Serving others

Doctor-patient relationship drives Riderwood’s medical director

Created date

April 29th, 2020
Dr. Lynne Diggs, who is seen in her headshot here smiling and wearing a top colored with brown and red earth tones, became medical director at Riderwood in 2019.

Dr. Lynne Diggs became medical director at Riderwood in 2019. 

Dr. Lynne Diggs operated her own primary care medical practice in the Silver Spring/Kensington, Md., area for 16 years. In 2019, she decided to close her practice to become the medical director at Riderwood, the Erickson Living-managed community in Silver Spring, Md. 

“Coming to a senior living community was the next natural step because I was already taking care of older patients,” Diggs says.

Diggs earned her undergraduate degree from the University of Pennsylvania and her medical degree from the University of Maryland School of Medicine. She completed her internship in internal medicine at St. Luke’s-Roosevelt Hospital in New York and did her residency at Medstar Washington Hospital Center. Diggs previously served as president of the Montgomery County Medical Society and is still active on the board.

“That has given me quite a few contacts throughout the medical community in the county and the state,” she says.

Prior to starting her own practice, she was a hospitalist at Holy Cross Hospital. Some of her former Holy Cross colleagues went on to work at Riderwood’s medical center, so she was familiar with the community and its approach to health care.

“When the position became available, I was interested in joining such a high-quality team,” Diggs says of her decision to come to Riderwood.

Team of experts

As the medical director, Diggs supervises five other physicians and two nurse practitioners. She also sees patients and oversees Riderwood’s assisted living and memory care neighborhoods

“I have collegial relationship with the other medical directors within Erickson Living,” Diggs says. “I am also in close contact with [Riderwood’s executive director] Gary Hibbs and his administrative team, so I have plenty of support and plenty of opportunity for relationship building, which appeals to me.”

When it comes to practicing medicine, Diggs describes herself as a “traditionalist.” She says she believes very strongly in the doctor-patient relationship and thinks it should take precedence over technology such as electronic health records systems. Riderwood’s medical center offers standard 30-minute appointments, which can be extended if needed, and Diggs says that suits her approach to medical care. 

“I like to spend time with patients and hear their stories to find out about them as people, not as a disease,” she says.

The social connection

It’s not just having access to an on-site medical center that contributes to Riderwood community members’ good health. Diggs says maintaining social contacts is important to staying healthy as we get older, and living at Riderwood makes is easy for residents to socialize, whether it’s meeting friends for dinner at one of the on-site restaurants, dropping into a yoga class at the fitness center, or taking a continuing education course with neighbors.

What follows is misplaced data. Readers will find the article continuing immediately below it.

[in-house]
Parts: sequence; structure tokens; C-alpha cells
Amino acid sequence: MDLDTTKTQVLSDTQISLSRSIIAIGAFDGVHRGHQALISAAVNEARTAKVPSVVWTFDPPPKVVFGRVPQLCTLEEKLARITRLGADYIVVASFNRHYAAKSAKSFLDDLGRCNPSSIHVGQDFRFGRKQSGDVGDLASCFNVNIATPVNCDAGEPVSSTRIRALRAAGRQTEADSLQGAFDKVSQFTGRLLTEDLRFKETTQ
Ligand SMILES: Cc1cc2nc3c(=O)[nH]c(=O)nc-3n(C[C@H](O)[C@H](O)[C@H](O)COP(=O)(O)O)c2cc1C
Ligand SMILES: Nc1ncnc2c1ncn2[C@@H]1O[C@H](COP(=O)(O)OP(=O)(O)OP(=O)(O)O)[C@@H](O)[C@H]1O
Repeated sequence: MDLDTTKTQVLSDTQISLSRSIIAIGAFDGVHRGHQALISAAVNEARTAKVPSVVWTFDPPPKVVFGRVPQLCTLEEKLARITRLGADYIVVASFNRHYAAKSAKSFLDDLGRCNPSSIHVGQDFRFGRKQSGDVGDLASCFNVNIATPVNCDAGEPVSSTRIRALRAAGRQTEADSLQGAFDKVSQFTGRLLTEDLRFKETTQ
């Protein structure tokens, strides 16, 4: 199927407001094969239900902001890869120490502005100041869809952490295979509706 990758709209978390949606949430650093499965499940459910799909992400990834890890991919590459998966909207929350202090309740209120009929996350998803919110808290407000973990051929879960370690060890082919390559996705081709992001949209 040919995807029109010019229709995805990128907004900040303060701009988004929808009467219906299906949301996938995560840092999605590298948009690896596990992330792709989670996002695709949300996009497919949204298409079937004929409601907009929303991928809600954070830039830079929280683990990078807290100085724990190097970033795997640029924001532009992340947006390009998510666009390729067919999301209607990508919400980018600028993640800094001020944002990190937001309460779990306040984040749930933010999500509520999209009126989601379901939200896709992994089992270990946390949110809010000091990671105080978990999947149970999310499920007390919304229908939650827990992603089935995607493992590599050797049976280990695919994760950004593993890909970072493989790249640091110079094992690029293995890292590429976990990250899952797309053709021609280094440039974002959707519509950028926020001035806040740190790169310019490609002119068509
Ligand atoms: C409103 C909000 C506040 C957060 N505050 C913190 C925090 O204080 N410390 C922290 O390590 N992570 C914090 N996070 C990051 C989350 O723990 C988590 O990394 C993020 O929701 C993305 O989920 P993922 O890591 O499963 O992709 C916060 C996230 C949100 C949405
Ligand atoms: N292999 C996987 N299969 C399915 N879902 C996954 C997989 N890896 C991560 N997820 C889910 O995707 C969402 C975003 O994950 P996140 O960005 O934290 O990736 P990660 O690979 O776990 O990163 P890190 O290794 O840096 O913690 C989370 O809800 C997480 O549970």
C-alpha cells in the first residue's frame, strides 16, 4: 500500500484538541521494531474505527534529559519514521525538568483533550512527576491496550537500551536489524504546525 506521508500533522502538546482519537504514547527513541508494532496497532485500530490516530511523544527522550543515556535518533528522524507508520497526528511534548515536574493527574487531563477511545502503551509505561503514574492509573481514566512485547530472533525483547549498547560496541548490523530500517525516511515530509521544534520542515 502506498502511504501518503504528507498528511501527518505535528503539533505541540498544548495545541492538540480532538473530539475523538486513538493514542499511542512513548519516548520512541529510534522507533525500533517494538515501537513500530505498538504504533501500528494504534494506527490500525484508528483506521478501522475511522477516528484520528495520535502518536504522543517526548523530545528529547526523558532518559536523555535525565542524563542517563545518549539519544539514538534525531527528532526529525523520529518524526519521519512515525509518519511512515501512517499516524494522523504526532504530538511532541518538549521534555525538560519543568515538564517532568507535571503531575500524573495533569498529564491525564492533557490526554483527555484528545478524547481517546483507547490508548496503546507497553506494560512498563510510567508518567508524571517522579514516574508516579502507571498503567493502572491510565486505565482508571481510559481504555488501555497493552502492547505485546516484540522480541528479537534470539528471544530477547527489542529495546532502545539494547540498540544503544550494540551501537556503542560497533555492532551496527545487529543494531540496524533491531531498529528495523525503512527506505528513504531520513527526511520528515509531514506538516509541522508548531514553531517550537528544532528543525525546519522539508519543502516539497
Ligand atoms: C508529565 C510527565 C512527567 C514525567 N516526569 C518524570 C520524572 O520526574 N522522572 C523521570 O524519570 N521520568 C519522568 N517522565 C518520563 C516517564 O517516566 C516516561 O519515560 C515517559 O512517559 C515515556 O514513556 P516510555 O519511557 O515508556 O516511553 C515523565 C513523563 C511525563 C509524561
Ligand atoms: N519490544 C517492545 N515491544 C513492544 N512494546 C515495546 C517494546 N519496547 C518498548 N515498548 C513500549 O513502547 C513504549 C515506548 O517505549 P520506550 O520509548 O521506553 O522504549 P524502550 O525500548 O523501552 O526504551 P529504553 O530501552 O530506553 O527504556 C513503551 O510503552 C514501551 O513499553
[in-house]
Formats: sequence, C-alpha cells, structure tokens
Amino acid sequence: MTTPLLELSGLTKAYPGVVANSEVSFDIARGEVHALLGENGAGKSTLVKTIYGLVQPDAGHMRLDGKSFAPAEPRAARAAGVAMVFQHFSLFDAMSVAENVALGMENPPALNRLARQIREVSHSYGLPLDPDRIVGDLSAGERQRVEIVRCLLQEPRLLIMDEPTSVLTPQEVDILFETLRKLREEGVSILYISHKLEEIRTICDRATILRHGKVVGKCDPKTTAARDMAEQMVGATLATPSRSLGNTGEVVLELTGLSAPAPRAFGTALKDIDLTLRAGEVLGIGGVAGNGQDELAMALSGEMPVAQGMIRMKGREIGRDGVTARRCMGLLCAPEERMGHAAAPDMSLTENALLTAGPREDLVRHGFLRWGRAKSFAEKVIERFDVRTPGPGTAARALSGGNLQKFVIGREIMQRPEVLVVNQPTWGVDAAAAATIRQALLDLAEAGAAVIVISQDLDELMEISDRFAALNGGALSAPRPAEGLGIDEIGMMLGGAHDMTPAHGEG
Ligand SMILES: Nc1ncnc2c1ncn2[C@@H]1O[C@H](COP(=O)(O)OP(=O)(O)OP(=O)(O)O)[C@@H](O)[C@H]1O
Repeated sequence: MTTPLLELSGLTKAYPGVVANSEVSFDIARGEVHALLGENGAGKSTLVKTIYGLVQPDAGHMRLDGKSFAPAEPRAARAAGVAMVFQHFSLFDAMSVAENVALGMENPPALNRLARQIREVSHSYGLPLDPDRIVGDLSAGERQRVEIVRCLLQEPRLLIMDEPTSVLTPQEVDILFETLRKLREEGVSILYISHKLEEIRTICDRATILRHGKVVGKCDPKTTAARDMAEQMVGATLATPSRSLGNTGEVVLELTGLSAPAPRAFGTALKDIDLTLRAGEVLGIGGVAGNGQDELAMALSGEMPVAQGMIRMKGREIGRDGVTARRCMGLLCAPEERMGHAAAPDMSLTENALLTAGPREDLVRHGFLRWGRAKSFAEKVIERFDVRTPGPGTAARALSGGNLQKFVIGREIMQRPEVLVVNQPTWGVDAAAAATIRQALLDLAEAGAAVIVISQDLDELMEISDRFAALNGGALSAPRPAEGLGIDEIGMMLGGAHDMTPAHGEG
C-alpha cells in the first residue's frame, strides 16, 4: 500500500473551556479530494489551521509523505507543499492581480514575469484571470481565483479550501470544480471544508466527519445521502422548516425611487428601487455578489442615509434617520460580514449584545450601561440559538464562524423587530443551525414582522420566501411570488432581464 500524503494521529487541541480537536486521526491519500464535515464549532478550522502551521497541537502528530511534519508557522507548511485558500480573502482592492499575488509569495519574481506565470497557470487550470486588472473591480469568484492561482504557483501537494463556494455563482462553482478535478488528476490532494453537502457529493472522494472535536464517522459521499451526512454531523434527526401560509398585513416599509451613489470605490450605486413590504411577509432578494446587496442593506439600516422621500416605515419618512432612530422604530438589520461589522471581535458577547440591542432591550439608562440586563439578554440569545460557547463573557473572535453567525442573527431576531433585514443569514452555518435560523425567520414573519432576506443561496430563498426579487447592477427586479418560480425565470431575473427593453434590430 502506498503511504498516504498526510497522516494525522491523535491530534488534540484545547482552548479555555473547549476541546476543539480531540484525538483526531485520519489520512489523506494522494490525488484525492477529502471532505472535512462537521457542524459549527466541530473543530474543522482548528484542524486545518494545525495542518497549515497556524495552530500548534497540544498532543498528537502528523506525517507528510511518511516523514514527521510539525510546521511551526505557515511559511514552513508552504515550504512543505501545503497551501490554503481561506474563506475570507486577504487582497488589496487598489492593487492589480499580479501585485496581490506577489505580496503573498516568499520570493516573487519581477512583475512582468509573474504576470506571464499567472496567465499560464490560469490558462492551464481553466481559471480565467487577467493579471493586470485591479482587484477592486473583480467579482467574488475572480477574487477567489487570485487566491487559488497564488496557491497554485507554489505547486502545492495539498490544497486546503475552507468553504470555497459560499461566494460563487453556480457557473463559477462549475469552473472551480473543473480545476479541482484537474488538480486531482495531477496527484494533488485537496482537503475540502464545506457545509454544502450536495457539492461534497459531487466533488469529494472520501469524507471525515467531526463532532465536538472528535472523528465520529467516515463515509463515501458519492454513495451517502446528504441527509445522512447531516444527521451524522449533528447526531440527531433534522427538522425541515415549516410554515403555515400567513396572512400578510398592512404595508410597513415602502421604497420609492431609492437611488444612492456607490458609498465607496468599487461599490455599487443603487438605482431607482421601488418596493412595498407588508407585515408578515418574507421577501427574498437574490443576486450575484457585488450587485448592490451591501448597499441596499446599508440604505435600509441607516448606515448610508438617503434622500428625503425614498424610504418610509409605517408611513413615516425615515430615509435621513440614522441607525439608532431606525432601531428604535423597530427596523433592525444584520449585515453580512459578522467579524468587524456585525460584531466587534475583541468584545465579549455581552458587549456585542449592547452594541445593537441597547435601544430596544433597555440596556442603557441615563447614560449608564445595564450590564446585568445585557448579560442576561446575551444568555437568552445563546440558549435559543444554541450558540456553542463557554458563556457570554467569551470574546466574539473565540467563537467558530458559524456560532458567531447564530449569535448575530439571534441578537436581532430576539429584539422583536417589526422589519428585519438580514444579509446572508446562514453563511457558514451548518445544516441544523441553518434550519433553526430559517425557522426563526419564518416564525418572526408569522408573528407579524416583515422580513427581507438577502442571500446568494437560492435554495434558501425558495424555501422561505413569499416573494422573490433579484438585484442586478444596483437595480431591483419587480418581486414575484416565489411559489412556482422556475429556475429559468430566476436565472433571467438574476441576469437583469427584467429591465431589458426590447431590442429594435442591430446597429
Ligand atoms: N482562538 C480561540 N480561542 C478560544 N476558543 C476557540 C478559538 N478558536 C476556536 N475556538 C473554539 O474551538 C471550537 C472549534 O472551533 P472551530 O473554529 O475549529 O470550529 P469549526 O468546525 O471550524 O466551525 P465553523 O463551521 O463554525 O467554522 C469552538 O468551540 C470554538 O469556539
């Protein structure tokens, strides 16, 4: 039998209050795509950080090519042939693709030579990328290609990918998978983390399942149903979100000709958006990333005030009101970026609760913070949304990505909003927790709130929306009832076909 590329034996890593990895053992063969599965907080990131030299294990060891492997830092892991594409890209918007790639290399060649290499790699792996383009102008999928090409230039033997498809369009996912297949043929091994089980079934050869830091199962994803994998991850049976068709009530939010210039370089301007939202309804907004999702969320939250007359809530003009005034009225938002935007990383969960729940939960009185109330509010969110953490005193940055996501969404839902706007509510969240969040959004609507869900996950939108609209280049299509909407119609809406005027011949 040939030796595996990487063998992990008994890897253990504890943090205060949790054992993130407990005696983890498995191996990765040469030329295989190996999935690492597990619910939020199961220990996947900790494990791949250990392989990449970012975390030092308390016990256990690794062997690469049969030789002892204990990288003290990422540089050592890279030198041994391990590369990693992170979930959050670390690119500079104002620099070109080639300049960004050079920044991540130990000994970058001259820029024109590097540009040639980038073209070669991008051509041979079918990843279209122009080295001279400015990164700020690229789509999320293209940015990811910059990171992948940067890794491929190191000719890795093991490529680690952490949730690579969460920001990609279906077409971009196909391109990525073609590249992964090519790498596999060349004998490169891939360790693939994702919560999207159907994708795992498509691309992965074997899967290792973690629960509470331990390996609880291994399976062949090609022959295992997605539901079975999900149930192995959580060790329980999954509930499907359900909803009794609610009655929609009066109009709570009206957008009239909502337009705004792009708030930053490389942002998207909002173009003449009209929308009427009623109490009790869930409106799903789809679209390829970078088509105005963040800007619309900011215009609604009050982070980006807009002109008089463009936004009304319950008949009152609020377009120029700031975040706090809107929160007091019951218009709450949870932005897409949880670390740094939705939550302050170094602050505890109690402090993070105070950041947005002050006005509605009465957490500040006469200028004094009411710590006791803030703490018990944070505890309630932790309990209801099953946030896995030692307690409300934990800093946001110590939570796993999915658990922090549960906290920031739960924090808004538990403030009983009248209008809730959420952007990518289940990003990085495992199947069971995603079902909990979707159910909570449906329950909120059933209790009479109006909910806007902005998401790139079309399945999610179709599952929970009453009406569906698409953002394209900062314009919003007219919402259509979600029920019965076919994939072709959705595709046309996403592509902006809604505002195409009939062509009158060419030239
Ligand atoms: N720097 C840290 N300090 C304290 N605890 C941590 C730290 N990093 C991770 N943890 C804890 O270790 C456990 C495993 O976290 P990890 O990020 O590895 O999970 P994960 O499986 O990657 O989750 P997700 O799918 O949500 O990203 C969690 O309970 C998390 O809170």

“I think that is one of the largest benefits of a continuing care retirement community—people have access to so many different ways they can socialize,” Diggs says. “Whereas, if you age at home, most people become isolated and their world shrinks. [Living at Riderwood] puts everybody together and makes it very easy for people to maintain their activities.”

Diggs says living at Riderwood also makes life convenient for older adults. Amenities such as the medical center, fitness center, bank, convenience store, salon, and restaurants are all under one roof, so residents don’t have to get in the car and drive to appointments or run errands if they don’t want to. 

“It kind of reminds me of a college campus and I enjoy that,” she says. 

To stay healthy, Diggs, of course, recommends regular exercise and a balanced diet. But she says your diet doesn’t need to be totally restrictive and exercise needn’t be overly strenuous.

“Even if you can’t walk very well, you can do chair exercise and chair yoga,” she says.

Healthy aging also benefits from staying in contact with friends and family. And she says it can also be helpful to challenge yourself to learn something new. 

“I have a patient who took up the violin at age 80,” Diggs says. “We have another lady who started playing ukulele at 99—it’s never too late to learn something new.”

Baltimore native

Diggs grew up in Baltimore and now lives in Silver Spring with her two dogs. To stay fit herself, she swims and is a certified scuba diver. In her spare time, she enjoys gardening and  plays the violin in a string quartet. Diggs is also a licensed beekeeper and takes care of a population of honeybees.

“It’s a great hobby,” she says.

Diggs says community members and colleagues may be surprised to learn that before she decided to study medicine, she wanted to be an actress. 

“I was heavily involved in acting and workshops and did acting in New England in my early teenage years,” she says. “Then I got exposed to a family member who was an internal medicine doctor, and I went around with him for a couple of days one summer and came home and announced that I wanted to be a doctor.”

She says her parents were surprised when she changed her career goal. But she says in many ways she is following the example they set for her. 

“My parents really emphasized education and service to others when I was growing up, and I think that message stuck,” she says. “Mom was a psychologist and dad was a teacher, so following their example of public service has been beneficial in my professional life today.”

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